Stuart Banner Explores Why
America Has the Death Penalty
punishment has been part of the American criminal justice system from the
beginning and is one of our most contentious issues of public policy today,
no one has written the history of the death penalty--until now.
Professor Stuart Banner will survey capital punishment from the early 17th-century
colonies to the present in his new book, Dangling Between Heaven and Earth:
A History of Capital Punishment in the United States, to be published by
Harvard University Press. The book will detail four centuries of American experience
with capital punishment--what Americans thought about the death penalty, how
and why they conducted executions, and even what the condemned felt like on
the verge of death.
"Capital punishment presents several puzzles," Banner said. "It gets
more attention than any other issue of criminal justice, yet it is but
a minuscule part of our criminal justice system. It is very popular despite
some well-known shortcomings. It ostensibly serves the goals of deterrence
and retribution, but we impose it in secret, and we take great care to
make it as painless as possible."
Banner emphasizes that he is interested not in arguing for or against
the death penalty, but in trying to understand how these puzzles came
to exist. According to Banner, capital punishment served important deterrent
and retributive purposes in the 17th and 18th centuries. It gradually
lost those purposes over the 19th and 20th centuries, yet it has nevertheless
persisted due to its symbolic role as a statement of society's strong
desire to stop crime.
In an effort to gain a comprehensive understanding of capital punishment, Banner
traveled all over the country to read archival records, newspaper accounts,
sermons, memoirs, diaries, fiction, and whatever else he could find. In state
archives he discovered a largely untapped set of sources--the records of clemency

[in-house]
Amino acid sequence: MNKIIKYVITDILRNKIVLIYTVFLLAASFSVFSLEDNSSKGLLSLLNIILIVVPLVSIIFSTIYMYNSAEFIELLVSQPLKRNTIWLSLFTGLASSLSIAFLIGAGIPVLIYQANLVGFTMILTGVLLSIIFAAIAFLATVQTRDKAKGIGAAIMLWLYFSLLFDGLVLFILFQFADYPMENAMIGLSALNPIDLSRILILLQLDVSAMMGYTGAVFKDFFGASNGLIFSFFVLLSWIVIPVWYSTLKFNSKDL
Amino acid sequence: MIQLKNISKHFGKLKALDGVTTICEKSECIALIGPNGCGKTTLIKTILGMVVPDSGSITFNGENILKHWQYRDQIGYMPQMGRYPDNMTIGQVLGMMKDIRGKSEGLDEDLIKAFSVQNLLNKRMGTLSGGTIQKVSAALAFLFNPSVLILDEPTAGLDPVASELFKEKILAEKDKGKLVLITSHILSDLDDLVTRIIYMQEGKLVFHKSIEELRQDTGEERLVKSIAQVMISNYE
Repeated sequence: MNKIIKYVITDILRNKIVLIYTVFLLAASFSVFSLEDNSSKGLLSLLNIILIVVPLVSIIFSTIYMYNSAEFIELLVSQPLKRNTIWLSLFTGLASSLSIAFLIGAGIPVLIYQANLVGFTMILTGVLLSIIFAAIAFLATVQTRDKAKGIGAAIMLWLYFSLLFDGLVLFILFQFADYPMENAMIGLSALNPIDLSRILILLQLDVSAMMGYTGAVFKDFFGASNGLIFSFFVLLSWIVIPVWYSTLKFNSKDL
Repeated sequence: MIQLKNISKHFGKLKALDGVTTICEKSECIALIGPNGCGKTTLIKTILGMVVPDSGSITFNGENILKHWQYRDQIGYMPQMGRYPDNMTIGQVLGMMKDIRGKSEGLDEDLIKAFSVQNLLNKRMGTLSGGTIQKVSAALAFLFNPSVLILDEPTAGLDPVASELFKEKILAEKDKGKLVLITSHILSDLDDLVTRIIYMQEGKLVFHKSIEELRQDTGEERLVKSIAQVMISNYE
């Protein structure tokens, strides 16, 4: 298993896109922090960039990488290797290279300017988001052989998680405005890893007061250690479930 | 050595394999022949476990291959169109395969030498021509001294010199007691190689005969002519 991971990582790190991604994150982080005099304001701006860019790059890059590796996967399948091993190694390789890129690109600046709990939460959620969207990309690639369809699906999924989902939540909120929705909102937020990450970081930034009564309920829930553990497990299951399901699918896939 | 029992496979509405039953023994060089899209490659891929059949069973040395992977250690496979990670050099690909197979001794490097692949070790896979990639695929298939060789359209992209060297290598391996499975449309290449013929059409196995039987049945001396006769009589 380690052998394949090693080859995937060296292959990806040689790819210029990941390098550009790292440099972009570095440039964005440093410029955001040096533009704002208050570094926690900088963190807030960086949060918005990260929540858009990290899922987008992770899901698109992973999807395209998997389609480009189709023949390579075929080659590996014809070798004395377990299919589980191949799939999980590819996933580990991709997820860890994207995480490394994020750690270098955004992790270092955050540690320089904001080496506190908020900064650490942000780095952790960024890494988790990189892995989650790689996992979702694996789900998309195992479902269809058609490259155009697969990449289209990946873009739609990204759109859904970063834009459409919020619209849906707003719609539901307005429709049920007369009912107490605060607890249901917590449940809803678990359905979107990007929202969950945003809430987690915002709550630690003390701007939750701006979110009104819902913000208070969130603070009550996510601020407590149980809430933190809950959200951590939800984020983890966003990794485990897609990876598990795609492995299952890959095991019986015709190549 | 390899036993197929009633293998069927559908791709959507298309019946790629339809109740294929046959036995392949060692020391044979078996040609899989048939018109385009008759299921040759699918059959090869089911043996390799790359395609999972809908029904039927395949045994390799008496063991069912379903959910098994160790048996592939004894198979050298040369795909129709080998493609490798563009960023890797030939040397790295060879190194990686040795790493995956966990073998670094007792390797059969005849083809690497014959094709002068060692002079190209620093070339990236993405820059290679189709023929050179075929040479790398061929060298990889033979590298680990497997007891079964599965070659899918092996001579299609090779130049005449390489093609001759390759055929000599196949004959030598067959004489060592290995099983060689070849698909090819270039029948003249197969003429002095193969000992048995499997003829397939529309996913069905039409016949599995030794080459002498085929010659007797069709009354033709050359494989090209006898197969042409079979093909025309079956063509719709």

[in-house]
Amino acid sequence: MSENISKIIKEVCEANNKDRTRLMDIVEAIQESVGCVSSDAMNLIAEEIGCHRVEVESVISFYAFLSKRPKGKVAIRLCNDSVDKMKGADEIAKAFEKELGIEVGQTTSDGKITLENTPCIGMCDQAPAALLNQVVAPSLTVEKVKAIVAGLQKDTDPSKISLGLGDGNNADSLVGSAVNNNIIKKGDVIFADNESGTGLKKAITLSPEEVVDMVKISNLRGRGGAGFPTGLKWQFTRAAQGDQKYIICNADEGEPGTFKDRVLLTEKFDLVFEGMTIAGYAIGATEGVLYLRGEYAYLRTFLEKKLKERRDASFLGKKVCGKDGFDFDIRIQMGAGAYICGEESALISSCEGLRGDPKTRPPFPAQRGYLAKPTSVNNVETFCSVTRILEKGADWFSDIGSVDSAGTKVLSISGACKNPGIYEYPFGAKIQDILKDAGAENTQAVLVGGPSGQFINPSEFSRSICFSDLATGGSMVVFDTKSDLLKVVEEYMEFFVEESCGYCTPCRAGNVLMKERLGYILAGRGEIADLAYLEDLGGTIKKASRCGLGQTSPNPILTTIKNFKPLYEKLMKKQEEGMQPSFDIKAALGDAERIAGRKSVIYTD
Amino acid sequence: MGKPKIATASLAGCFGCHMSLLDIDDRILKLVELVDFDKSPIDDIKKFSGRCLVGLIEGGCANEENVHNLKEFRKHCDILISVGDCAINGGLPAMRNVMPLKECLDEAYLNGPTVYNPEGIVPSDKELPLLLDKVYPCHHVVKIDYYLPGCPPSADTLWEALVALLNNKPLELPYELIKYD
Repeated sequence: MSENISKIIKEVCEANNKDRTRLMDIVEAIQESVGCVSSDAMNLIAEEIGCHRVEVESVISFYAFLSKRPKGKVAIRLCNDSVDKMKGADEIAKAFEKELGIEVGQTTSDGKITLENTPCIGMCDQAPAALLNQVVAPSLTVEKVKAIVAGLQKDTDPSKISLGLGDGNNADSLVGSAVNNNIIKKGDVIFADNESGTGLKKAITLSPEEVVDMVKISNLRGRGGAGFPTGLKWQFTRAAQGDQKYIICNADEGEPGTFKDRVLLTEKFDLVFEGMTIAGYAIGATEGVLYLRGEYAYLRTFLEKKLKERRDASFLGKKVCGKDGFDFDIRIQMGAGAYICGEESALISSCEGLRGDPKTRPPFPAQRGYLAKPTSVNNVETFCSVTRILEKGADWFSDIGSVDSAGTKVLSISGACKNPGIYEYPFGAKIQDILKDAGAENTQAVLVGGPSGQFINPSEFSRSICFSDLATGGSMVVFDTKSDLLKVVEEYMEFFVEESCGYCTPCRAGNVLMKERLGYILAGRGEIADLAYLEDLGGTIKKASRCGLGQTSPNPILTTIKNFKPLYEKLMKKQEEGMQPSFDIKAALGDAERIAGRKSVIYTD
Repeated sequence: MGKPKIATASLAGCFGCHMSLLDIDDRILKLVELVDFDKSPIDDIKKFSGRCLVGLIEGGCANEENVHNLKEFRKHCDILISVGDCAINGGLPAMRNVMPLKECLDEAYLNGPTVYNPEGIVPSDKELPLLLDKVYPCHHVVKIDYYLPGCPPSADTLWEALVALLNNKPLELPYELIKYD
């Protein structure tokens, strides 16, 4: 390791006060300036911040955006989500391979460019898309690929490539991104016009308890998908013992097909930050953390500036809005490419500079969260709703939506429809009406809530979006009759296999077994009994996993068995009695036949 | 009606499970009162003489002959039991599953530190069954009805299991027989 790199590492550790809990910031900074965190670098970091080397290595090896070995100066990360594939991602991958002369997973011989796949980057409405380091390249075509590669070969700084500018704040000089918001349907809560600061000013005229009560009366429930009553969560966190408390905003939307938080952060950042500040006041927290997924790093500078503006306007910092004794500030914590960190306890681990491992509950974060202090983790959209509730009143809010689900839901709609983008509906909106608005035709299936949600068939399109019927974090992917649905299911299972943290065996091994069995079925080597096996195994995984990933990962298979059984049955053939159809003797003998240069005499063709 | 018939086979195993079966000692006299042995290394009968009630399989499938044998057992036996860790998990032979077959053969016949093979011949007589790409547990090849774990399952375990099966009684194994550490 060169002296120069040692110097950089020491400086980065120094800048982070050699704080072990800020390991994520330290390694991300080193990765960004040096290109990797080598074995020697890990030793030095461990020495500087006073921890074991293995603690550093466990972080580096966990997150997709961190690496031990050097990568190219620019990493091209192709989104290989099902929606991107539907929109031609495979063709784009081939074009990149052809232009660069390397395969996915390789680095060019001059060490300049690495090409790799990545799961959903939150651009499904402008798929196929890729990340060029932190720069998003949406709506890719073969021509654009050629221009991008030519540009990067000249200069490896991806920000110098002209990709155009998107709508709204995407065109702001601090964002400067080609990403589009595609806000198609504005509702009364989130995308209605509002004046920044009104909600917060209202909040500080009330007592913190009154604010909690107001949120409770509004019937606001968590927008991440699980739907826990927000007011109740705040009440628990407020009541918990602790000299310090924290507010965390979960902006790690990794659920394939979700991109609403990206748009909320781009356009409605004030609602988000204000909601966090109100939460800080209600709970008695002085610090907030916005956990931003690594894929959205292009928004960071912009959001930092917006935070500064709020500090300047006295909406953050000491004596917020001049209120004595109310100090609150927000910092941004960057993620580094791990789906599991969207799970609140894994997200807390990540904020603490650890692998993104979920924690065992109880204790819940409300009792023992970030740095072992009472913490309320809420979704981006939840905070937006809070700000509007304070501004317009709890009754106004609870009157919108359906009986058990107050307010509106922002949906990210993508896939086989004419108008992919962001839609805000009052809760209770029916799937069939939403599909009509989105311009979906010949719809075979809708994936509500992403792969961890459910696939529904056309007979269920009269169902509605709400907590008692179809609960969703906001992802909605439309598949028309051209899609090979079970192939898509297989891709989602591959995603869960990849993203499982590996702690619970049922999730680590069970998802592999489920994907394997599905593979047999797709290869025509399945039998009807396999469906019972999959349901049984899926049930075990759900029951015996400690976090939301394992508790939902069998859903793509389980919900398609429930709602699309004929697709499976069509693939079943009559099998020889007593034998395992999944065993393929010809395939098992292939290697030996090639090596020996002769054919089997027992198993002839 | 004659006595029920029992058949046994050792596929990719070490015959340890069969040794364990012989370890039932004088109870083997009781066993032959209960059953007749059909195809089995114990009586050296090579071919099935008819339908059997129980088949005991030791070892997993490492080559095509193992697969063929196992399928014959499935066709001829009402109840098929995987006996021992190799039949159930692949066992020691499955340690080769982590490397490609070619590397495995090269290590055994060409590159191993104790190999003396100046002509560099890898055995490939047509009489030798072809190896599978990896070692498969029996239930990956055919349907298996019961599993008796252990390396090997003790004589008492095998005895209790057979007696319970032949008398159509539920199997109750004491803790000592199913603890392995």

applications directed to executive branch officials. "Clemency records contain
all sorts of fascinating material about the people affected by the death penalty--the
condemned, their families and neighbors, crime victims and their families, judges,
jurors, lawyers, governors, and so on," explained Banner. "These stories flesh
out the larger, more structural changes described in the book."
David Thomas Konig, professor of history in Arts & Sciences at Washington
University, said, "What most impresses historians about Banner's work is
that he goes beyond adding legal insight to the historical findings of others;
his own research breaks new ground in the domain of the past, and his legal
acumen gives to that past a rich, new meaning."
Banner has seen the death penalty from a variety of perspectives. Each year
he teaches the law school's Capital Punishment Clinic, in which students have
the opportunity to work closely with the public defenders who represent defendants
charged with capital murder. He has worked on several capital cases himself,
both as a lawyer and as a law clerk at the U.S. Supreme Court.
He finds that his work on the book is enriching his teaching, and that
lessons learned in practice and while teaching are finding their way into
the book. "The subject allows me to combine teaching, practice, and research
in a way that most academic projects don't allow," Banner said. "I feel
Professor Banner has a BA from Yale University and a
JD from Stanford Law School. His previous two books are Anglo-American Securities
Regulation: Cultural and Political Roots, 1690-1860 (Cambridge University
Press, 1998), and Legal Systems in Conflict: Property and Sovereignty in
Missouri, 1750-1860 (University of Oklahoma Press, 2000). Banner teaches
Property, American Legal History, Supreme Court, and Capital Punishment Clinic.